by snoopies622
Tags: compton, scattering
 P: 611 Does the Compton scattering equation $$\lambda ' - \lambda = \frac{h}{m_{e} c} (1-cos \theta )$$ work even when $$\theta = 180^{\circ}$$?
 Sci Advisor HW Helper P: 4,738 yeah sure, why shouldn't it?
 P: 611 I just did a textbook problem which asked for the percentage of a photon's energy that would be passed to an electron via Compton scattering given that it was the maximum amount possible, so I assumed the angle was 180 degrees and my answer did not exactly match the book's answer. Then I wondered if perhaps "scattering" implied a kind of deflection and not a complete rebound. Maybe the mismatch is just due to rounding..
 Sci Advisor HW Helper P: 4,738 About Compton scattering Maximum transfer to electron is when E_prime is minimum
P: 1,521
 Quote by snoopies622 I just did a textbook problem which asked for the percentage of a photon's energy that would be passed to an electron via Compton scattering given that it was the maximum amount possible, so I assumed the angle was 180 degrees and my answer did not exactly match the book's answer. Then I wondered if perhaps "scattering" implied a kind of deflection and not a complete rebound. Maybe the mismatch is just due to rounding..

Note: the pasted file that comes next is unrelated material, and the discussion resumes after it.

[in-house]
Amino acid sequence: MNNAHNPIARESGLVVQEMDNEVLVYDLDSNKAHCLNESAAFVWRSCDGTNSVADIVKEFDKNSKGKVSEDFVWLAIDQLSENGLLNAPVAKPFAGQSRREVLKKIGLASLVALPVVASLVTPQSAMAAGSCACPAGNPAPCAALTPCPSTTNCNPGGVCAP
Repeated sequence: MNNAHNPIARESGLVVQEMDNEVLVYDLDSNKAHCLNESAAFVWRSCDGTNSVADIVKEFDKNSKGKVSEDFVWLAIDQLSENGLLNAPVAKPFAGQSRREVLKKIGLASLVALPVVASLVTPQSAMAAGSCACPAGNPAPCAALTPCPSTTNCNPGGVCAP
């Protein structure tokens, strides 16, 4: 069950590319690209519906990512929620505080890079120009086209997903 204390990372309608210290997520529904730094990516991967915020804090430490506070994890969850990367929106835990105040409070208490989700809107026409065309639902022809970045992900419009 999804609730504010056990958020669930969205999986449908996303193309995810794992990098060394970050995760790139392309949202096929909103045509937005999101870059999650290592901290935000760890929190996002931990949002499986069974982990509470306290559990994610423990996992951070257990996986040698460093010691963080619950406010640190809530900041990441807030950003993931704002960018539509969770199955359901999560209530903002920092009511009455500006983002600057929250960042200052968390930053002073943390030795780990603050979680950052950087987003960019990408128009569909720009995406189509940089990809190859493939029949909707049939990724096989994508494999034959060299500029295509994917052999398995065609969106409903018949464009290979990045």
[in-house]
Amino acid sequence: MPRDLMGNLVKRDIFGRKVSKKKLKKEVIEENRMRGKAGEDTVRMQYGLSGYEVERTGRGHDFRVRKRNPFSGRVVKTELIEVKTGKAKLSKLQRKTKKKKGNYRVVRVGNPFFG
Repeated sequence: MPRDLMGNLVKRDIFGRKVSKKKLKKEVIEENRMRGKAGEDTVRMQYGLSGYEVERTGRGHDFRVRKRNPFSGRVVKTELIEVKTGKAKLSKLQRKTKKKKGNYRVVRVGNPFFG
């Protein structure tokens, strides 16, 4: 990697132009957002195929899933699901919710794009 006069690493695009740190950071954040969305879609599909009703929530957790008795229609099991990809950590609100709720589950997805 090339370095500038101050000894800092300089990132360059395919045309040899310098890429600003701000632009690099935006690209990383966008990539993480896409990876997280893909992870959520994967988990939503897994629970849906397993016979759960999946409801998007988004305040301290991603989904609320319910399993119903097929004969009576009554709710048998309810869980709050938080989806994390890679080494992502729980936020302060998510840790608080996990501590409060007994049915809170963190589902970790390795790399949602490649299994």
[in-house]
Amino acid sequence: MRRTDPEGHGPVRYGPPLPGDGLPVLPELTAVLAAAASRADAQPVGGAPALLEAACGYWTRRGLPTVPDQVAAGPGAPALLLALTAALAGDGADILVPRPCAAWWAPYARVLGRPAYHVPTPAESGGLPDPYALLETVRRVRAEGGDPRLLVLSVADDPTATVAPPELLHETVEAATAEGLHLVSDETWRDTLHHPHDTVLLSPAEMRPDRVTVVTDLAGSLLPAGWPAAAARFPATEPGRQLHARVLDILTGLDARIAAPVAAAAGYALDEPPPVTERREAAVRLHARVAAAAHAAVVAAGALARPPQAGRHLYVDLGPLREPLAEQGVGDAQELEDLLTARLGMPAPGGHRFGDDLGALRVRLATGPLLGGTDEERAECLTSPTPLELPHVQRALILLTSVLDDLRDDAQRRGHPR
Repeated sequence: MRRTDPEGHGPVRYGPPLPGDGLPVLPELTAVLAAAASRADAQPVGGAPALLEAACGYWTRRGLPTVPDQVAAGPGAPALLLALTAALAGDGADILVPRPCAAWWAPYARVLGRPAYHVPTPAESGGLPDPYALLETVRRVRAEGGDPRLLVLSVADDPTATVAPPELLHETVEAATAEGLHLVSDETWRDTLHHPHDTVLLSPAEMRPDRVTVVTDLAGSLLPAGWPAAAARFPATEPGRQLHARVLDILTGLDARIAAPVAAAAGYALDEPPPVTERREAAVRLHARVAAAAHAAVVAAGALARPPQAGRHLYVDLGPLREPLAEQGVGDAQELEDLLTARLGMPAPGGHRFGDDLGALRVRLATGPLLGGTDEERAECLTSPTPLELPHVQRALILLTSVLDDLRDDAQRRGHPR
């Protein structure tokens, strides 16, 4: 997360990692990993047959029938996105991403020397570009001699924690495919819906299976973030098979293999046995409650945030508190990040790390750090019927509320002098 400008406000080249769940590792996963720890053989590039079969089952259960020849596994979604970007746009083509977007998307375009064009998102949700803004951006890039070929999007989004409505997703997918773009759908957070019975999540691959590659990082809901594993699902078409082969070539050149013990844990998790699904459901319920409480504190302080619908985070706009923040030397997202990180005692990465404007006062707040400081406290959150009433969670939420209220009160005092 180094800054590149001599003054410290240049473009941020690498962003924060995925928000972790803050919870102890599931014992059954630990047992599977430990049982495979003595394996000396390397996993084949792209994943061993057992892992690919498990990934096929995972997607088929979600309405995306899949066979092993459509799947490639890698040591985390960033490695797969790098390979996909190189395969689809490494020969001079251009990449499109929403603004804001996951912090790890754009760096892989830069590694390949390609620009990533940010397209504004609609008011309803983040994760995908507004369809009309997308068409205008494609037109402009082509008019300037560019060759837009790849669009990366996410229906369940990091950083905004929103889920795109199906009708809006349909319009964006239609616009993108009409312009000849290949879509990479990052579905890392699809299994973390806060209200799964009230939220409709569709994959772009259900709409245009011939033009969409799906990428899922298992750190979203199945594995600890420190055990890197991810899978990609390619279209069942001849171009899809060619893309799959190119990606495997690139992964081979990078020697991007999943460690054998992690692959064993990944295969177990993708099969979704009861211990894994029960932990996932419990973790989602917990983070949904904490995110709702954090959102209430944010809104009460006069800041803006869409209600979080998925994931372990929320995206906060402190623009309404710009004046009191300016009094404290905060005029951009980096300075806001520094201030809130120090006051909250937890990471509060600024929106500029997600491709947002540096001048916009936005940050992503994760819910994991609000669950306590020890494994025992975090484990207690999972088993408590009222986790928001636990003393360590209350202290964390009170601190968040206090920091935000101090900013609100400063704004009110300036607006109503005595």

At 180°, (E-E')/E = a/(1+a)
where:
E = photon's energy before scattering
E' = photon's energy after scattering
a = 2hv/mc^2 (v = photon's frequency before scattering).

The maximun value of (E-E')/E is 100% for: a = +oo, that is for an infinite energy of the photon before scattering.

 P: 611 The book asks, "for the Compton effect, determine the percentage of energy transferred to the recoil electrons that acquire the maximum kinetic energy when $$\lambda = 1.21 x 10^{-10}m$$." I computed $$1-\frac {\lambda}{\lambda '}$$ where $$\lambda ' = \lambda + \frac{h}{m_0 c}(1-cos \theta )$$ and $$\theta = 180^{\circ}$$ since that maximizes $$1-cos \theta$$. My answer: 3.85% (rounded from 3.85294..) Book's answer: 3.93%.
I guess that happens. Thanks for stepping in. I just looked at the Compton scattering section of another textbook and saw, "the scattered wavelength is angle-dependent and is greatest for scattering in the backward direction ($$\theta = 180^{\circ}$$)." So there you go.